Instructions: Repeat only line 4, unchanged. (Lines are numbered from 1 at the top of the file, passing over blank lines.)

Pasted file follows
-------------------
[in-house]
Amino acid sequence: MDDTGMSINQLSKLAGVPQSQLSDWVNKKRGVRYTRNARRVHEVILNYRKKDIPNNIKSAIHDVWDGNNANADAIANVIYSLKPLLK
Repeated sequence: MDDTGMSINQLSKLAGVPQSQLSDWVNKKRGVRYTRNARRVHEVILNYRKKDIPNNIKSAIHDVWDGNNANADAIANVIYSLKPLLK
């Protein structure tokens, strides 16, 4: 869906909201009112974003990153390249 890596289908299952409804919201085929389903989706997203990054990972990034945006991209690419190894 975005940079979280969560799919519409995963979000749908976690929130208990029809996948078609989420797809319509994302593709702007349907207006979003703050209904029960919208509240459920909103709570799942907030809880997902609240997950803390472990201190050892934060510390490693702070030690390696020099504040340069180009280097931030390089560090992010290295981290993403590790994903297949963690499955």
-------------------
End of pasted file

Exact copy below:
């Protein structure tokens, strides 16, 4: 869906909201009112974003990153390249 890596289908299952409804919201085929389903989706997203990054990972990034945006991209690419190894 975005940079979280969560799919519409995963979000749908976690929130208990029809996948078609989420797809319509994302593709702007349907207006979003703050209904029960919208509240459920909103709570799942907030809880997902609240997950803390472990201190050892934060510390490693702070030690390696020099504040340069180009280097931030390089560090992010290295981290993403590790994903297949963690499955």